I digress because Dr. Harris has truly missed this lesson. Knowledge is a direction not a destination. And as a non-religious scientist, who respects all knowledge, I find that his certainty on so many issues makes me doubt either his credibility or his sanity.

    However, if you are looking for someone to confirm that science is the new God, then this is the book for you.

    Gare Henderson

    7 of 12 people found this review helpful
  •  
    Shawn Huckabay Blacksburg, Va 01-23-11
    Shawn Huckabay Blacksburg, Va 01-23-11 Member Since 2015
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    "Nothing New"

    Let me start with what is good about this book. It is well written and easy to follow; at no point did I find the discussion confusing or have to rewind and relisten. Sam Harris does a decent job narrating the book as well, though I do think it would be better if a professional reader had read the text instead.

    The bad, unfortunately, is the actual content of the book. First, let me answer the big question; what kind of moral philosophy is Sam Harris putting forth? It's nothing fundamentally new; it's just utilitarianism. His arguments contain all of the strengths and flaws of utilitarianism. He fails to adequately address any of the flaws. Harris also often resorts to the "Can anyone doubt...?" tactic to avoid defending or discussing key premises or assumptions in ethical thought.

    I think anyone that is moderately well read in ethical philosophy will gain little from this book. If you're looking to learn about ethics, and you're not well read on the subject, I'd recommend A History of Ethical Thought (also on Audible) over this any day.

    19 of 33 people found this review helpful
  •  
    Cory Westbrook 11-21-17 Member Since 2014
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    ""moral" landscape"

    so this whole book Harris begs the question by defining morality as well being and never justifying it. he also equivacates moral good with pragmatic good without justification. what's more the whole premise of this book ie, science determining morality, is only addressed at the very beginning and then the rest is just him trying to bash religion. this book is diatribe sandwich topped with a faulty premise between 2 fallacious slices of bread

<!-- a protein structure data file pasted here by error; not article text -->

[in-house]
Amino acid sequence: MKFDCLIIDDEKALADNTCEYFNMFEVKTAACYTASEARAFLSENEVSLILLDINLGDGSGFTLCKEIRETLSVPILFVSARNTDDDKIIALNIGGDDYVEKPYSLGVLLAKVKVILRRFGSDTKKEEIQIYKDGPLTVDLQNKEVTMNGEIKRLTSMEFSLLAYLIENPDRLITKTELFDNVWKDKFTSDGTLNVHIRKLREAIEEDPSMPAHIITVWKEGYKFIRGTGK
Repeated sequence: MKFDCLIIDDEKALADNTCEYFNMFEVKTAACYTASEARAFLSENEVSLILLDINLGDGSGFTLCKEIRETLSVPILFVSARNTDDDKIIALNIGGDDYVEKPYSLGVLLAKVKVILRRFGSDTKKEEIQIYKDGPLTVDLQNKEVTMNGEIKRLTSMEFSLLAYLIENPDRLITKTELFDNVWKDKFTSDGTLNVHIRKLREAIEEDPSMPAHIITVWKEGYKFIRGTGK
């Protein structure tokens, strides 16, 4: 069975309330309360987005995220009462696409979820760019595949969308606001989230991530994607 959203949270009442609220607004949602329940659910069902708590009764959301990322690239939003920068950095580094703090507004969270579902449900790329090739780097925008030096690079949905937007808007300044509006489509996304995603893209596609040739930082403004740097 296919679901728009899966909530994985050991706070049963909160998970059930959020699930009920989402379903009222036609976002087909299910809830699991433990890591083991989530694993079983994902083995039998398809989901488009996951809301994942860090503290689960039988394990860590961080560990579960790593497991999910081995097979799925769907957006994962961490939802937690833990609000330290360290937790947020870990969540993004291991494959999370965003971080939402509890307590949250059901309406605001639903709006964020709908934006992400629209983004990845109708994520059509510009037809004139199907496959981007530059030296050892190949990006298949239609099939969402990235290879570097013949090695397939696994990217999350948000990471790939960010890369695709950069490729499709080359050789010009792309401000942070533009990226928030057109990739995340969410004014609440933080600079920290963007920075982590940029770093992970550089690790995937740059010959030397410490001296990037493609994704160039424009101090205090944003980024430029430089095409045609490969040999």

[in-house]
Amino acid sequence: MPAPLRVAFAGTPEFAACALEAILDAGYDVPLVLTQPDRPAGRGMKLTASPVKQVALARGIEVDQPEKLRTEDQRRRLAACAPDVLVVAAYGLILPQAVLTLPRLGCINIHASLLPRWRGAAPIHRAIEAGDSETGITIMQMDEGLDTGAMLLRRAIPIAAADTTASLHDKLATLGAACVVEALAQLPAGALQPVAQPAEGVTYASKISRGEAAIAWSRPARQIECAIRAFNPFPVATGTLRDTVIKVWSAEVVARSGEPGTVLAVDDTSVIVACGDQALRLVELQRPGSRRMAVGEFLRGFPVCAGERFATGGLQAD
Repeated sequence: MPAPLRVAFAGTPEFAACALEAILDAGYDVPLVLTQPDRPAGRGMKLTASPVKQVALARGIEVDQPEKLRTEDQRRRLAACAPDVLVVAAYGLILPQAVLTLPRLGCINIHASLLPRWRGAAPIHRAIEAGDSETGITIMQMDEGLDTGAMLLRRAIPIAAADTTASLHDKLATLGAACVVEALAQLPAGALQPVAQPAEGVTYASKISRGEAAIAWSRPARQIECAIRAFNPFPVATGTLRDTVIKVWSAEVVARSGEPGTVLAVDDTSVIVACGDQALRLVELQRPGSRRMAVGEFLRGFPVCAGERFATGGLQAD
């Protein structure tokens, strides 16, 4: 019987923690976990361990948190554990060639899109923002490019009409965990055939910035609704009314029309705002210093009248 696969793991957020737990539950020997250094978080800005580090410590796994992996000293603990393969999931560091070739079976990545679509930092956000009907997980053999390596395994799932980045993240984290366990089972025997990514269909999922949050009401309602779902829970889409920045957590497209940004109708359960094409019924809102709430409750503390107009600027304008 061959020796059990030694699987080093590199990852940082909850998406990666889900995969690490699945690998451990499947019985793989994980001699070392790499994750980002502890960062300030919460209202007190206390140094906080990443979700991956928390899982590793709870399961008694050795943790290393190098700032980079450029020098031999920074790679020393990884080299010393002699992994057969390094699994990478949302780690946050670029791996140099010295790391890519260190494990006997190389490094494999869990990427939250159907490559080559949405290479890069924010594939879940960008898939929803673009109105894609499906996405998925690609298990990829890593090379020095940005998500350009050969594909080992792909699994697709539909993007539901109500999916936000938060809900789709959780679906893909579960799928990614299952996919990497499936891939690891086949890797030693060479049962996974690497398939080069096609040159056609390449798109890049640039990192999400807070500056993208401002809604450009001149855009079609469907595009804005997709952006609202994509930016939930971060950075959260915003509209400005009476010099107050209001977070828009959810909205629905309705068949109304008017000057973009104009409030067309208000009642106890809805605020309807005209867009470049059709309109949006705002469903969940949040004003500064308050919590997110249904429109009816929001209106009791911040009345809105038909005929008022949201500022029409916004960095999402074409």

0 of 0 people found this review helpful
  •  
    Vericyn 11-13-17
    Vericyn 11-13-17 Member Since 2016
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    "Fantastic, but..."

    First of all, I enjoyed this book and thought that Sam made an excellent case for reason-based morality. The first few chapters where he lays out his thinking for the moral landscape and talks about the philosophical debate between Deontology and Consequentialism was extremely interesting and I would have been 100 percent satisfied if the book continued this way and he had made more of a case against Deontology, but that didn't happen. He instead decides to make a case that religious morality is flawed and superseded by reason. This is all well and good but it was the better part of the second half of the book. Instead of throwing his intellectual weight against Kant he throws it against religion yet again. I think his arguments were good and think that if he had split the second half between the railing against religion and dismantling Kant's Deontology the book would have been better off for it and I would have given it 5 stars. All so he is a great speaker and he did his book justice with his performance. AUDIBLE 20 REVIEW SWEEPSTAKES ENTRY

    0 of 0 people found this review helpful
  •  
    Steven 11-11-17
    Steven 11-11-17 Member Since 2017
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    "life changing"

    a beautiful depiction of the most pressing issues of our time. highly recommended to anyone.

    0 of 0 people found this review helpful